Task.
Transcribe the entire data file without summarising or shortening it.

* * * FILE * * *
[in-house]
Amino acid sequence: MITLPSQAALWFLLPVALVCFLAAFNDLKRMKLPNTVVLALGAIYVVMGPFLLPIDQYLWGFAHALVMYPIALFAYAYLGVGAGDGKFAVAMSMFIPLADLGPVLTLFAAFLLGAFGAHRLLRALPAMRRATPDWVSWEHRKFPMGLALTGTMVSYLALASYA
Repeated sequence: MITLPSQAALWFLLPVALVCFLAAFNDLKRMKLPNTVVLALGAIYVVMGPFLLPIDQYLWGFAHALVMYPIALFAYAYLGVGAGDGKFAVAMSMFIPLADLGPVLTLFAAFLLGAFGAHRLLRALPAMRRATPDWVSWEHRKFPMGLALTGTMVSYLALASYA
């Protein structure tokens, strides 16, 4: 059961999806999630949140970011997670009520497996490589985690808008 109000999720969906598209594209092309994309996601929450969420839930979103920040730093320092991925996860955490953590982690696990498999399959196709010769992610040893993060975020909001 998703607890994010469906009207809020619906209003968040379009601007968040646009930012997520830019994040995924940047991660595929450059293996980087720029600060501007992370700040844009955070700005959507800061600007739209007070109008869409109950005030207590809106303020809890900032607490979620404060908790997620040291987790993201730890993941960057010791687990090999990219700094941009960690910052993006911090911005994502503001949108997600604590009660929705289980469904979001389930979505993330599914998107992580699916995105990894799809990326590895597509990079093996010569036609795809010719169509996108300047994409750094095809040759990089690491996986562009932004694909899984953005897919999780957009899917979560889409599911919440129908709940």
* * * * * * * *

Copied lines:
[in-house]
Amino acid sequence: MITLPSQAALWFLLPVALVCFLAAFNDLKRMKLPNTVVLALGAIYVVMGPFLLPIDQYLWGFAHALVMYPIALFAYAYLGVGAGDGKFAVAMSMFIPLADLGPVLTLFAAFLLGAFGAHRLLRALPAMRRATPDWVSWEHRKFPMGLALTGTMVSYLALASYA
Repeated sequence: MITLPSQAALWFLLPVALVCFLAAFNDLKRMKLPNTVVLALGAIYVVMGPFLLPIDQYLWGFAHALVMYPIALFAYAYLGVGAGDGKFAVAMSMFIPLADLGPVLTLFAAFLLGAFGAHRLLRALPAMRRATPDWVSWEHRKFPMGLALTGTMVSYLALASYA
């Protein structure tokens, strides 16, 4: 059961999806999630949140970011997670009520497996490589985690808008 109000999720969906598209594209092309994309996601929450969420839930979103920040730093320092991925996860955490953590982690696990498999399959196709010769992610040893993060975020909001 998703607890994010469906009207809020619906209003968040379009601007968040646009930012997520830019994040995924940047991660595929450059293996980087720029600060501007992370700040844009955070700005959507800061600007739209007070109008869409109950005030207590809106303020809890900032607490979620404060908790997620040291987790993201730890993941960057010791687990090999990219700094941009960690910052993006911090911005994502503001949108997600604590009660929705289980469904979001389930979505993330599914998107992580699916995105990894799809990326590895597509990079093996010569036609795809010719169509996108300047994409750094095809040759990089690491996986562009932004694909899984953005897919999780957009899917979560889409599911919440129908709940």